equipment you will use …

Microphone – the microphone is a transducer (that means it converts one type of energy into another). In this case, it is converting the vibrations coming from someone’s vocal chords (acoustical energy), and turning them into electrical energy. A speaker is a transducer that does the exact opposite of this.. it converts electrical energy into vibrations (acoustical energy).

  1. The dynamic mic is cheap, durable, and it can handle very loud noises (SPLs or sound pressure levels). You can literally beat someone unconcious with one of these, then use it to drive a few nails into some wood.. then put it back on the mic stand and use it. These mics are commonly used for snare drums for instance. They are not very good at picking up softer sounds, or small changes in volume as well as the condenser mic.
  2. The condenser mic is much more expensive, and very fragile. They are usually carried around in a special case to avoid damage. These are used for vocals and a wider range of frequencies than dynamic can hear. These are the microphones that need Phantom Power (called phantom because it uses the audio cable to power the mic… no extra cable = phantom power).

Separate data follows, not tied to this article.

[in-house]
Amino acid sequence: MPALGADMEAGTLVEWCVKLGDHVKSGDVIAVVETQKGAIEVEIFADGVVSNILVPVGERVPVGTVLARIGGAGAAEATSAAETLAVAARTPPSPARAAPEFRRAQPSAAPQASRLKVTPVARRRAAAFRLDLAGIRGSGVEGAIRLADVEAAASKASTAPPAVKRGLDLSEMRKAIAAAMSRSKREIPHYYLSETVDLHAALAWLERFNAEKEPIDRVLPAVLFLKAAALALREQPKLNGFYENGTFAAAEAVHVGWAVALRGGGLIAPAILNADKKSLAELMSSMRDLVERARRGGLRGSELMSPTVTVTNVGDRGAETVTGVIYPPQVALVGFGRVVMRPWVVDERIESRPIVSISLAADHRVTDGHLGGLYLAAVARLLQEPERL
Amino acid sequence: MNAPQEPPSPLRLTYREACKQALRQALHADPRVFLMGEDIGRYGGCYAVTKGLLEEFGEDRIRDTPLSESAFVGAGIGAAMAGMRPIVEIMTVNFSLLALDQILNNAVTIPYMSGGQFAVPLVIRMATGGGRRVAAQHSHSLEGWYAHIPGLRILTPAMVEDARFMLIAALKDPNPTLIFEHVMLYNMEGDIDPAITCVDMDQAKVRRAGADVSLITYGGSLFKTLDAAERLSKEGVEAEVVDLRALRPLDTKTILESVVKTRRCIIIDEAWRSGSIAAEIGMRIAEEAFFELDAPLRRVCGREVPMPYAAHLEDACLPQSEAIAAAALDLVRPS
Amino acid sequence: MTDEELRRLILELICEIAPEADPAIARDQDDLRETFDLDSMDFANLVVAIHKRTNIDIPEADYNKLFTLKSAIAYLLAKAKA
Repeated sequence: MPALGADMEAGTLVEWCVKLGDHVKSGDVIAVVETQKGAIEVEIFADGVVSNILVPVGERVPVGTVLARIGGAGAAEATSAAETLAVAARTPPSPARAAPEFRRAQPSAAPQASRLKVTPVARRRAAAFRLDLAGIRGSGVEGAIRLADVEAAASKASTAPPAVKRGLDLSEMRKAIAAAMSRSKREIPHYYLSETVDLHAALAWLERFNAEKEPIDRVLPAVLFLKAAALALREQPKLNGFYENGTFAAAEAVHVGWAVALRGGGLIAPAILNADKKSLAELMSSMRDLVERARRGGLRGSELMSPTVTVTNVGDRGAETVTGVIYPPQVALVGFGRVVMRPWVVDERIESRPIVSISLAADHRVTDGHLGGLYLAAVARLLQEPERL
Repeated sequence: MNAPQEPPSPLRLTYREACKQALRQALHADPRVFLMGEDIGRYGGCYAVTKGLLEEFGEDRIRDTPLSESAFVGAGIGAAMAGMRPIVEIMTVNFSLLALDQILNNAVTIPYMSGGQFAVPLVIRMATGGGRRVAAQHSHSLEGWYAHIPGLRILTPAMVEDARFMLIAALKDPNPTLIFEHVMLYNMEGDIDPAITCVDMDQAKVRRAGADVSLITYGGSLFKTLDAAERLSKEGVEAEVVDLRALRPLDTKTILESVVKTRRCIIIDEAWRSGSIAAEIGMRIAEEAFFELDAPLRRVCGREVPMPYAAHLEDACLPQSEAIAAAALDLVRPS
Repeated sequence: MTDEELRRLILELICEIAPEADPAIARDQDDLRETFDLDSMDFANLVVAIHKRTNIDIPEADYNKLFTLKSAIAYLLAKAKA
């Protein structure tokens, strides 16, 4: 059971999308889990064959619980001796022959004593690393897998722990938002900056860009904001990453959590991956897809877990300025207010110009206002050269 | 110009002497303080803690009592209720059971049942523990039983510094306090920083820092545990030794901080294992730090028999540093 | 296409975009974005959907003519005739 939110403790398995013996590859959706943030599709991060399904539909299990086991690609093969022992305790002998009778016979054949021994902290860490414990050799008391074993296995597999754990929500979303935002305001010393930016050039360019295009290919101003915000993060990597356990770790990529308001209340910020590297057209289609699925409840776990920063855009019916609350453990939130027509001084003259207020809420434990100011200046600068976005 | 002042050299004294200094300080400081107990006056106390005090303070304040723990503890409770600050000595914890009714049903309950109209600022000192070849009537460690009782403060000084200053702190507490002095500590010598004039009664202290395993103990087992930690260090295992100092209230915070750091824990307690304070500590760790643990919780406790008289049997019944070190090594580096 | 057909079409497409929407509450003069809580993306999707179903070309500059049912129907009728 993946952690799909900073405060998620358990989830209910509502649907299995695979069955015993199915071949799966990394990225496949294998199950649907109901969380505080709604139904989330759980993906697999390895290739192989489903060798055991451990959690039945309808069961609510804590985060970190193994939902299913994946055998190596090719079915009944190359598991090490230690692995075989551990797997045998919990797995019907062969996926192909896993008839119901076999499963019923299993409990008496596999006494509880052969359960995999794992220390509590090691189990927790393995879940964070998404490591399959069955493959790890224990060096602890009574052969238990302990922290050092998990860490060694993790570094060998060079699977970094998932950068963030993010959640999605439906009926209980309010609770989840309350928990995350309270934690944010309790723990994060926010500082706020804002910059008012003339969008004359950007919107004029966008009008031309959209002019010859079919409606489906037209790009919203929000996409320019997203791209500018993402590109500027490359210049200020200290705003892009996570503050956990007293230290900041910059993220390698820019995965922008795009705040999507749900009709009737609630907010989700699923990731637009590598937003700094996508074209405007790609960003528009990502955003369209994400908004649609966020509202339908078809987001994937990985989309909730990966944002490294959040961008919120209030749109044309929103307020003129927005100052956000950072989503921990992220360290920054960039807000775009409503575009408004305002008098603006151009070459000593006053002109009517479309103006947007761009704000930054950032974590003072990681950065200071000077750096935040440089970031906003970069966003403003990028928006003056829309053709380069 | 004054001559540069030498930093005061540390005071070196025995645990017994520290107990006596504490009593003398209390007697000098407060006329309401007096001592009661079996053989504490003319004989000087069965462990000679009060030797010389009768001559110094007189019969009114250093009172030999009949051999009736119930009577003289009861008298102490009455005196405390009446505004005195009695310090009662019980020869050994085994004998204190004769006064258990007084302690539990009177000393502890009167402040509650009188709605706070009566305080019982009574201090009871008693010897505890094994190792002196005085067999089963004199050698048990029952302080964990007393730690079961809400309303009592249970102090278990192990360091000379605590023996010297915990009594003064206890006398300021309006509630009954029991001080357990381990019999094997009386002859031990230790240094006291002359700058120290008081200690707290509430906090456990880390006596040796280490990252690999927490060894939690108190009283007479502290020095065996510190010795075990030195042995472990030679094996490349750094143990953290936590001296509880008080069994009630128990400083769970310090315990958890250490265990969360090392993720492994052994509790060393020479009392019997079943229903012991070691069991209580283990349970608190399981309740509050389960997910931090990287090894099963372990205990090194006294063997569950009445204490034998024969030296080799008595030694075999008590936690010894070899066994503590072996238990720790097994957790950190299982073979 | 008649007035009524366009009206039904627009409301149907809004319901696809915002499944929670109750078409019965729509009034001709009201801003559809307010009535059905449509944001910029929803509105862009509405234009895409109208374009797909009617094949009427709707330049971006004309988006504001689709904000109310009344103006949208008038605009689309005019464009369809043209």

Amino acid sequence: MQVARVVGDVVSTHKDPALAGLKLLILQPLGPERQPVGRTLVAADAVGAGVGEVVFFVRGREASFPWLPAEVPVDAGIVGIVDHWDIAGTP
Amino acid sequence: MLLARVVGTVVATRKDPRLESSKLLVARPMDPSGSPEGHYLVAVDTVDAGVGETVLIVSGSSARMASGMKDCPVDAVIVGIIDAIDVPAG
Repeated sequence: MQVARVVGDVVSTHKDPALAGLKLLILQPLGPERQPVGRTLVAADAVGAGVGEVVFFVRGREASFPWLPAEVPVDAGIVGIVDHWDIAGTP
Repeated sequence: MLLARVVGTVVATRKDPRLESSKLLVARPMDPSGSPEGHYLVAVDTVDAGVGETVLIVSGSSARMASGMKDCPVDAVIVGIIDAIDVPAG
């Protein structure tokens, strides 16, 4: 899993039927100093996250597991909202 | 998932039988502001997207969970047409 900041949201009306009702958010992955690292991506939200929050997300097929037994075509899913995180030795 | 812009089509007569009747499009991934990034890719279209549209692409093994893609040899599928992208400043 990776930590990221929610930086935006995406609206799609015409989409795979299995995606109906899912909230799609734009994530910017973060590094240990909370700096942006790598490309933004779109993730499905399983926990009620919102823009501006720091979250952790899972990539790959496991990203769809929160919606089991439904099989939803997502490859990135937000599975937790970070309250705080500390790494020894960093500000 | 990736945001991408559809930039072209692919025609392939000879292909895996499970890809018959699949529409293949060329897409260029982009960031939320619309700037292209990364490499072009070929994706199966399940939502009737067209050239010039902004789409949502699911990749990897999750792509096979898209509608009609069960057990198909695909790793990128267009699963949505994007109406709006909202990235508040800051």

Wiring

There are 2 types of wiring: balanced and unbalanced. For home studios, or situations where you aren’t running more than 50ft of cable, you are pretty safe with unbalanced wires. Just make sure you do not have any power cables close to your audio cables, because that will cause interference. Balanced cables are standard for professonal applications. To put it simply, a balanced cable has 3 wires (high, low and ground) and it’s main advantage is the fact is has the ability to fix small interference sthat may occur. The way it does this can be seen below:

On the first wire, the signal is sent as normal:

On the second wire, the same signal is sent, but inverted (upside down):

If interference occurs, it effects both signals the same exact way:

The balanced cable then inverts both of these signals, therefore eliminating interference:

Cool huh?

Here are some common balanced cables:

  1. XLR
  2. TRS
  3. TT

Here are some common unbalanced cables:

  1. RCA
  2. Banana
  3. 1/4